Distinguished Liberians Visit Sagamore

Ellen Johnson-Sirleaf

In 2005, the Sagamore Institute hosted then Liberian presidential candidate Ellen Johnson-Sirleaf; she went on to win the election and maintains strong ties with Sagamore Institute. 

Johnson-Sirleaf spoke to the Sagamore audience regarding rebuilding the failed states of Africa. In campaign mode, she outlined her plan for reform, explaining how she would curb corruption. 

“There has to be a fundamental altering of the way we do things,” Johnson-Sirleaf said. “And that means we will have internal havoc because we must uproot the vested interests that have kept things the way they are for such a long time.” The Harvard alumna, who won the 2011 Nobel Peace Prize alongside two of her colleagues, went on to win 59% of the vote in 2005, propelling her to the Presidency becoming the first female head of state on the continent of Africa. 

Leymah Gbowee

During Johnson-Sirleaf’s second term in 2012, a prominent activist, who helped make Johnson-Sirleaf’s presidency possible, also visited the Sagamore Institute. Leymah Gbowee, a women’s rights activist who shares the 2011 Nobel Peace Prize with Johnson-Sirleaf made remarks to a Sagamore audience before embarking on a campus tour of central Indiana.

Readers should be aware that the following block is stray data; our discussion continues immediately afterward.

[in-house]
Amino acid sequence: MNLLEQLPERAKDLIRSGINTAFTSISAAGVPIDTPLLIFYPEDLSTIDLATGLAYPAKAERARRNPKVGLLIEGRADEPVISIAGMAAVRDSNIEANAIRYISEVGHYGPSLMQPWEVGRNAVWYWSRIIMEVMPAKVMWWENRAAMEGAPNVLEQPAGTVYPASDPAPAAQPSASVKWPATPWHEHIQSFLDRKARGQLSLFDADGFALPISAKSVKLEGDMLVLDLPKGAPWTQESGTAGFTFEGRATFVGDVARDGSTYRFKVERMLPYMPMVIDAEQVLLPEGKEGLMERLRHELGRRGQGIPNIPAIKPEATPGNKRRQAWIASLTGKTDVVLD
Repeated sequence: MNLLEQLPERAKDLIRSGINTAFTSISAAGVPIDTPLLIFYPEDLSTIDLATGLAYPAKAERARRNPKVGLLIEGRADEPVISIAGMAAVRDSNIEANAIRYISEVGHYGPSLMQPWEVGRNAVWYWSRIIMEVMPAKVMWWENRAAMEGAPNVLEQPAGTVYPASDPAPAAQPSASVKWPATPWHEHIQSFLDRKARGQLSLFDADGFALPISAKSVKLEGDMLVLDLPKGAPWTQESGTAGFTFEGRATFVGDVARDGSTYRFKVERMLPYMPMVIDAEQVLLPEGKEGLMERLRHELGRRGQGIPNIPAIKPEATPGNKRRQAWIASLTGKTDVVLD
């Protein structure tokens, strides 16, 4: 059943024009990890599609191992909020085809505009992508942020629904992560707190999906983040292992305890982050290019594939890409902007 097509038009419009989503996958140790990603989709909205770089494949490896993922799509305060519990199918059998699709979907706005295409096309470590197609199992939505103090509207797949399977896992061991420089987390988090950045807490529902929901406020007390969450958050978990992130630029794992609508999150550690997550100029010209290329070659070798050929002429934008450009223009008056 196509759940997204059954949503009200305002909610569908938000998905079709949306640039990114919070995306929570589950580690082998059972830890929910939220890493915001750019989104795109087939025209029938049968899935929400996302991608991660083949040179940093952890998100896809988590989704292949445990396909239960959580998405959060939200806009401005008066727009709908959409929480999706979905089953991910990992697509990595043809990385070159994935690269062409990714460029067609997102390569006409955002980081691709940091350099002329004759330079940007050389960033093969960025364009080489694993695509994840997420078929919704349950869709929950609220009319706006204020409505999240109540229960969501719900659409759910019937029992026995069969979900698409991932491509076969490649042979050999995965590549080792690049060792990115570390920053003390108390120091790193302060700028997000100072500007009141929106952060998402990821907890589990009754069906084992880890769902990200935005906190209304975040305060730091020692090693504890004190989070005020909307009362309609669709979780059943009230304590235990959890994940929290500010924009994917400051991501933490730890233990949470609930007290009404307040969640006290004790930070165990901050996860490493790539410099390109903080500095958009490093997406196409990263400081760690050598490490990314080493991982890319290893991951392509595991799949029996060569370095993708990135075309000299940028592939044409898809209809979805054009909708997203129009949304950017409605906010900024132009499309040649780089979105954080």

Gbowee, who led a coalition of Muslim and Christian women in peaceful protests that brought warring Liberian factions to the negotiating table to end Liberia’s civil war spoke on her experiences in peacemaking before remarking on how she and Johnson-Sirleaf maintain civil society.

Amb. William Bull

Indiana’s connections to Liberia and Sagamore Senior Fellow Donald Cassell’s scholarship attracted another prominent visit from Liberian Ambassador to the U.S., His Excellency William Bull. Bull reflected on Sagamore’s interest in private participation in international assistance, Ambassador Bull addressed the role of the Liberian Diaspora and its remittances in Liberia’s National Development. Ambassador Bull was joined by Dr. Sei Buor, a member of the Diaspora who is using his Indiana network to form a university in his native land. 

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